In my online travels, I’ve met some interesting and intriguing people. I want to introduce you to a fellow author, Maggie James. Maggie is a British author who lives in Bristol, UK. She writes psychological suspense novels.
Before turning her hand to writing, Maggie worked mainly as an accountant, with a diversion into practicing as a nutritional therapist. Diet and health remain high on her list of interests, along with travel. Accountancy does not, but then it never did. The urge to pack a bag and go off travelling is always lurking in the background! When not writing, going to the gym, practicing yoga or travelling, Maggie can be found seeking new four-legged friends to pet; animals are a lifelong love!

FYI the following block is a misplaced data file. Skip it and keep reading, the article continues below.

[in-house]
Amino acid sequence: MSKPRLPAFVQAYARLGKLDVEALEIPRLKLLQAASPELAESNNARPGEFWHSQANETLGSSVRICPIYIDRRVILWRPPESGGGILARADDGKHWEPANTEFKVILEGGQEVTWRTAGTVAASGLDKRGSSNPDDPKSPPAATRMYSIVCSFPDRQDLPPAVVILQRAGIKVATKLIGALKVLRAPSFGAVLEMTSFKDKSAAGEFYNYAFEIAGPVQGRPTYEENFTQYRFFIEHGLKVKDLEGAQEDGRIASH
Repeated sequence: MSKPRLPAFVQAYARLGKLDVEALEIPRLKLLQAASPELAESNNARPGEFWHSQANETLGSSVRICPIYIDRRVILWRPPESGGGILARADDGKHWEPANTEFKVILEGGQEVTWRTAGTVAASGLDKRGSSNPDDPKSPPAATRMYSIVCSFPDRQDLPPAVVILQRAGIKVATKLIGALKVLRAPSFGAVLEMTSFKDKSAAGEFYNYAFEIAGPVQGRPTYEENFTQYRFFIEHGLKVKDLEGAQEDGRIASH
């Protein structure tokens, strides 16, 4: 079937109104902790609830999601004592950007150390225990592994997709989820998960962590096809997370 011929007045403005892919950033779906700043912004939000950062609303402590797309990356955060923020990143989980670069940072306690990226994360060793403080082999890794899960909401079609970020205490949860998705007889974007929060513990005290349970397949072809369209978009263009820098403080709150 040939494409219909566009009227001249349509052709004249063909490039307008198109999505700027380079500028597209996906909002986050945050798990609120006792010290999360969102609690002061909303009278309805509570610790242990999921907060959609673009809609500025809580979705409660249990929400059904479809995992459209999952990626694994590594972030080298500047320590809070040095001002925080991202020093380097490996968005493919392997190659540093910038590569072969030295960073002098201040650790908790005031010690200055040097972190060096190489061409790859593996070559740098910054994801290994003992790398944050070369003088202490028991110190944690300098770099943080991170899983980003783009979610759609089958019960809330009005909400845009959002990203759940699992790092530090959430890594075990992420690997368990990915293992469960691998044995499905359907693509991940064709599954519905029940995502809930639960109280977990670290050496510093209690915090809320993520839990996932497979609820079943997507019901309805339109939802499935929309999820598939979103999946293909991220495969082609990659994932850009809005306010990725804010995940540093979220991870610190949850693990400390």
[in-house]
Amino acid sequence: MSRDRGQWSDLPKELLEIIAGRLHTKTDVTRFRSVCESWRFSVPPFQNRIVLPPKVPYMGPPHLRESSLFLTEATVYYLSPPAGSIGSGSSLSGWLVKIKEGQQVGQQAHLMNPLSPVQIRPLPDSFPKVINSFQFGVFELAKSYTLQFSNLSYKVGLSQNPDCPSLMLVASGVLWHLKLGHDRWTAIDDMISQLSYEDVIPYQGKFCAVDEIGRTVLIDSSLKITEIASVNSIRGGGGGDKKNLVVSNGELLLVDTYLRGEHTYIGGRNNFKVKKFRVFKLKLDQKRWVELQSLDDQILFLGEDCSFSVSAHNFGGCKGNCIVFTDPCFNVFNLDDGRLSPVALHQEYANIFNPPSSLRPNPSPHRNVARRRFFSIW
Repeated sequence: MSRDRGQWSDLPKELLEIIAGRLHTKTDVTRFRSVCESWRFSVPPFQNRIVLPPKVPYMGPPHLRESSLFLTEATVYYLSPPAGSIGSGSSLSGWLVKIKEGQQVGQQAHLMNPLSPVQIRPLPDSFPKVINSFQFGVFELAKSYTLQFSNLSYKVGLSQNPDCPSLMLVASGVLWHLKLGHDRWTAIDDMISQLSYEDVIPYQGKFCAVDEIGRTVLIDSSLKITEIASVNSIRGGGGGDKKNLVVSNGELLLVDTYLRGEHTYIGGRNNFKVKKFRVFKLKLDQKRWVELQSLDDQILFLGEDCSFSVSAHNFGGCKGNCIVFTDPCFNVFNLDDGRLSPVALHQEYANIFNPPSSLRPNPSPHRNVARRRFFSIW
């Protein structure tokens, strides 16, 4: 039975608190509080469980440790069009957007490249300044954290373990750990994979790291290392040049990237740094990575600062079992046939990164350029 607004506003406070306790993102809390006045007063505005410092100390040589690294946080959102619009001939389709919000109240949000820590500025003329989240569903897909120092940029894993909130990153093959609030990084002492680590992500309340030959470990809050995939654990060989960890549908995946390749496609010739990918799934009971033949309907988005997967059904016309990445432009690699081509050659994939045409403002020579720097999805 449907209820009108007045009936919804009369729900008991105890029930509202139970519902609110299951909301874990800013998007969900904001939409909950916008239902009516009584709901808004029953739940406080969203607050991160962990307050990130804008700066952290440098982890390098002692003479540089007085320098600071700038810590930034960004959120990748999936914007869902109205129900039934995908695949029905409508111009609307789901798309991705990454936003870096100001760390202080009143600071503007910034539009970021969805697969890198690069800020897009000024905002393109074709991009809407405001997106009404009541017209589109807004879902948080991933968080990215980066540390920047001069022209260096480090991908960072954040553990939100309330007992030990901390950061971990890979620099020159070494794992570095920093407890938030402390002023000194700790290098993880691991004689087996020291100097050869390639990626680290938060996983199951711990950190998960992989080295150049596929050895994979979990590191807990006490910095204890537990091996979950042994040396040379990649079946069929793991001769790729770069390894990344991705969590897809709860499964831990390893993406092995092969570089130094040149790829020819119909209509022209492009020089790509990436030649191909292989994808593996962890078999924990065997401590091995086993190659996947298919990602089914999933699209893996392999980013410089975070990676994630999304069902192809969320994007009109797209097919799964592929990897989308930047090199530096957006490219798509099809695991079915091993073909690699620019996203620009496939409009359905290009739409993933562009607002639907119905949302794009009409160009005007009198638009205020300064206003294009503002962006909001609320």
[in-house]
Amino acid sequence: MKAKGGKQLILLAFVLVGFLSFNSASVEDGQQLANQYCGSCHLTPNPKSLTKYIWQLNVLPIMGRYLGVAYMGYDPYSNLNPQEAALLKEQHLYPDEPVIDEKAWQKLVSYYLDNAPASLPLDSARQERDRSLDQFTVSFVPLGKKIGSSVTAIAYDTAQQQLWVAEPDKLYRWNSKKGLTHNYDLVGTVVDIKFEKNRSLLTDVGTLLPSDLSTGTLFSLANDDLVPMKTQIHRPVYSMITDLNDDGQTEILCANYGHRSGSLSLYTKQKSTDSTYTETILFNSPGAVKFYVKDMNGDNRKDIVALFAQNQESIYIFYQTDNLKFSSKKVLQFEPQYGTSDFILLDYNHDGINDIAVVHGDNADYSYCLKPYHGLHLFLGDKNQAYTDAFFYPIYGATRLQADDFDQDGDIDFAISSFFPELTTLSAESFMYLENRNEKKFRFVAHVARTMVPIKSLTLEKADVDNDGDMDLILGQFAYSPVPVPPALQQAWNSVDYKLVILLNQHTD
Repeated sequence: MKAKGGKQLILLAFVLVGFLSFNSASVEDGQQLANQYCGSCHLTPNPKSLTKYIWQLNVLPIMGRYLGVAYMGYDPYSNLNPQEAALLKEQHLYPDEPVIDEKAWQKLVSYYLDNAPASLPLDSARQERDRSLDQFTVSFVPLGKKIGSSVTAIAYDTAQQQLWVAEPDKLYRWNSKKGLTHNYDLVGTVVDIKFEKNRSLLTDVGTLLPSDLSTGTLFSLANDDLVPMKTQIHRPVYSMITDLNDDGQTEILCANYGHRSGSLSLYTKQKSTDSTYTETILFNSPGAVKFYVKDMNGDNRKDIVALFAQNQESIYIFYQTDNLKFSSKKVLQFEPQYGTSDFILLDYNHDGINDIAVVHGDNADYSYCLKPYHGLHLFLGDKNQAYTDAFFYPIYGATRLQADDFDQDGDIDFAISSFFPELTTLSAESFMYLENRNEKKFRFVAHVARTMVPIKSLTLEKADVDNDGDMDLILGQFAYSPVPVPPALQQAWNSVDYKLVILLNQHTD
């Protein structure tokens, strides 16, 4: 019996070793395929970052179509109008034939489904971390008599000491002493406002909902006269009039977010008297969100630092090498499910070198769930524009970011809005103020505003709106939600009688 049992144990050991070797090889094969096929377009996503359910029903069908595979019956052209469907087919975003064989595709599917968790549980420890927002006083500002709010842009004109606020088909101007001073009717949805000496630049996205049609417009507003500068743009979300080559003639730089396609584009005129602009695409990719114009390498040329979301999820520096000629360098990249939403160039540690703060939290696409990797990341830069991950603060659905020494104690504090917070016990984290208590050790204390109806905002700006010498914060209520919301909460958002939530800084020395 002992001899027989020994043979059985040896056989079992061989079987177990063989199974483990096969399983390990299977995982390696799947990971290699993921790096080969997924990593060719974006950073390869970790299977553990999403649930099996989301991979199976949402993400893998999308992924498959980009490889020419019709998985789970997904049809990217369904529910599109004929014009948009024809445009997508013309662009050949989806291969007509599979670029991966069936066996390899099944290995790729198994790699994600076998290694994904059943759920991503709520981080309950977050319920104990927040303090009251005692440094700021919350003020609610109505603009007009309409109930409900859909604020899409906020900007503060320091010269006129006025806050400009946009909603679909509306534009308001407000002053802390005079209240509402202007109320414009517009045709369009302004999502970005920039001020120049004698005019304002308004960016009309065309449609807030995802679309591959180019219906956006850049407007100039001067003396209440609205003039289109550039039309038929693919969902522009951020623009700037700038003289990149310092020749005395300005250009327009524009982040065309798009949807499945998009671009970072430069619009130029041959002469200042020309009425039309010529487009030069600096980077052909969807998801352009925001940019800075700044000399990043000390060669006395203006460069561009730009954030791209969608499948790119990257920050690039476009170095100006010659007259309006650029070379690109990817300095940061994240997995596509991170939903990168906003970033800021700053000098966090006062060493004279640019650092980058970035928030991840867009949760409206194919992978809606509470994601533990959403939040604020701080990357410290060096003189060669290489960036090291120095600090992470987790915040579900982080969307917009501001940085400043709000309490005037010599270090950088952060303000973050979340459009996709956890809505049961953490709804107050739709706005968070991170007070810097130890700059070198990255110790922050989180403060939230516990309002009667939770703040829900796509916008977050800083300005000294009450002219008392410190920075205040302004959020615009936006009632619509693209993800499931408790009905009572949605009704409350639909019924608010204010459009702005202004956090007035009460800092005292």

I had a chance to ask Maggie a few questions so that you could get to know her.
Are any of your fiction novels based on true events? How do you come up with the ideas for your novels?
Only my second novel, Sister, Psychopath, is based on actual events. I attended a writing workshop in which the tutor told us about a woman who became fixated on one of her colleagues. The man wasn’t interested in her, being happily married with a young family. The woman decided the only way they could be together would be if she murdered his wife and child. Sadly, that’s what happened; her daughter became suspicious, however, and alerted the police. I was intrigued by how the emotions both women must have experienced and originally intended to centre the book around this premise. Eventually, I took the plot of Sister Psychopath down a different route, concentrating instead on the relationship between Megan and her half-sister Chloe. However, I based the character of Tilly, their mother, on the real-life murderer.